Hey, Siri! Did you know that Rene is my Boss?

Siri isn't just another voice control system, it remembers context and it can understand relationships. That means, for example, you can tell Siri to call your wife's iPhone, and Siri will know who that is and which phone number to dial. Not only that, Siri can send iMessages or SMS, and even email any of your friends, family, or co-workers. No matter how you like to communicate, Siri makes it incredibly easy to stay in touch.

How to establish contact relationships with Siri

Siri will need to either learn who your wife, best friend, boss, or other relationships are before it can associate them with the proper contact. You can edit the Contact to enter that information, but what fun is that? The easier, faster way is simply to tell Siri what your relationships are.

  1. Press and hold down the Home button or say, "Hey, Siri" to activate Siri.
  2. Tell Siri about a relationship. For example: "Rene Ritchie is my boss" — make sure you say the name exactly as it appears in your contacts. 3.Say or tap Yes when Siri asks you to confirm.

    Siri will confirm that the relationship has been added.

    Tell Siri your relationships

This works great for unique relationships but for relatives that have simliar titles, it can be a problem. If you have two daughters for instance, you'll need to assign them each a distinct relationship for Siri to differentiate between them. You can, of course, use things like "oldest daughter" or "youngest daughter".

How to manually add relationship data with the Contacts app

When Siri does get confused by multiple relationships, it is possible to manually add in the proper data in your Contact card so that Siri can make use of it.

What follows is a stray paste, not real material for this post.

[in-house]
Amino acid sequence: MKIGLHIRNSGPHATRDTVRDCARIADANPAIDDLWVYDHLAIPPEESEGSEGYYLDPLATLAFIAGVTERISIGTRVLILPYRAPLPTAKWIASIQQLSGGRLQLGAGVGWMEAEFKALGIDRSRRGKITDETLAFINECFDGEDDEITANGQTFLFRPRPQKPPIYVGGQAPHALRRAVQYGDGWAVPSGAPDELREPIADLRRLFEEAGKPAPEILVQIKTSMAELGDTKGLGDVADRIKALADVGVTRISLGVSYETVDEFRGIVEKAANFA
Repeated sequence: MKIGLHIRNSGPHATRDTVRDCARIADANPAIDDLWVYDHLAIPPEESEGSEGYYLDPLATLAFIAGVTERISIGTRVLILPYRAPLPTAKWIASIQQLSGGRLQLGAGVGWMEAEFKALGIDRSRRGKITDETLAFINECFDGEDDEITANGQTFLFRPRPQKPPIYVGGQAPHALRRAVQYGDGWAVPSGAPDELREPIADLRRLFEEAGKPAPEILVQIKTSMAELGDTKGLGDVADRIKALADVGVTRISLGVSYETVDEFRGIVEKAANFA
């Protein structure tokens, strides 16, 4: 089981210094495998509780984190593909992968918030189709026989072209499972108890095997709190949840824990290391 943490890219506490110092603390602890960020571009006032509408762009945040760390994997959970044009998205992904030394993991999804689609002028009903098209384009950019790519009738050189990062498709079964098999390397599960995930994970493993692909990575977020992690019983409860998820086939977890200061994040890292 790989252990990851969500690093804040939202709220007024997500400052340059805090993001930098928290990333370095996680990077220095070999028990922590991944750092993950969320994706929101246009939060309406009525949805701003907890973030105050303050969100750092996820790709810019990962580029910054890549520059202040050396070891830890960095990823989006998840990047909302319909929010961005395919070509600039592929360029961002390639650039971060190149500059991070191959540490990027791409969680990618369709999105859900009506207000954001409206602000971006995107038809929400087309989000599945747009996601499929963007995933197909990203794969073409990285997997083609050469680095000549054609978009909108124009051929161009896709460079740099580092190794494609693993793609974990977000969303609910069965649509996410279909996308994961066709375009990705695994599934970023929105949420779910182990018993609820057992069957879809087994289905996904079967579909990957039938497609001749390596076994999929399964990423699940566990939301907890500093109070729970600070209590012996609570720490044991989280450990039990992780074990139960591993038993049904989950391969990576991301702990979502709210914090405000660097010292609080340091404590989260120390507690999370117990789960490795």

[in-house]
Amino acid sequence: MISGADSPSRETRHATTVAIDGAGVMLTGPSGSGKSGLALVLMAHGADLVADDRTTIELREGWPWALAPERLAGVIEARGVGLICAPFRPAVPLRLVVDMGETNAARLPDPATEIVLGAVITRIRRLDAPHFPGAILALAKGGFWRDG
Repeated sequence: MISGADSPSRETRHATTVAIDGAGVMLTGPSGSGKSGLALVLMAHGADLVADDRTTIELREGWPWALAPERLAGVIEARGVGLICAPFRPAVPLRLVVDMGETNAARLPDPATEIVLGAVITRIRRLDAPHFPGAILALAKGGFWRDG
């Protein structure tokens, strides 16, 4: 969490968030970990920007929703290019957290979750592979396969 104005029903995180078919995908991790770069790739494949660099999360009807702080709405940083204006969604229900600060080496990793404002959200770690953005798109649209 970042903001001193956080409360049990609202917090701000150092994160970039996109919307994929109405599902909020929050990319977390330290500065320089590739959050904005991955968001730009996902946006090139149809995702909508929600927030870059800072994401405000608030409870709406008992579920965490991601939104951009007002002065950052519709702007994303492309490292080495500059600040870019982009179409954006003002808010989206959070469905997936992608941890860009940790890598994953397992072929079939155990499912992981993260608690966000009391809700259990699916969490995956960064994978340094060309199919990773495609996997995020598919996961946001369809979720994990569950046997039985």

1. Launch the Contacts app.
  2. Tap on your contact card
  3. Tap the Edit button in the top right corner of the screen.

    Manually enter a relationship

  4. Scroll down and tap add related name.
  5. Tap the relationship type (by default, it will be "Parent").
  6. Select a relationship type. You can also create a custom label.

    Manually enter a relationship

  7. Tap the information button next to Related name. It looks like a circle with an "i" inside it.
  8. Select a contact.
  9. Tap Done in the upper right corner when you are finished.

    Manually enter a relationship

Siri will now remember that relationship. When you say something like, "Call my brother," Siri will call the contact connected to that relationship.

Privacy warning

Any relationships you add to your contact card are now part of that card which means if you send someone your contact card, all of your relationships will be part of that information. You can also create a second, relationship-free contact card to share with others.

How to get contact information with Siri

Siri can quickly find you the Contact information for anyone on your iPhone – far more quickly than tapping, scrolling, and visually picking them out typically allows.

  1. Press and hold down the Home button or say, "Hey, Siri" to activate Siri.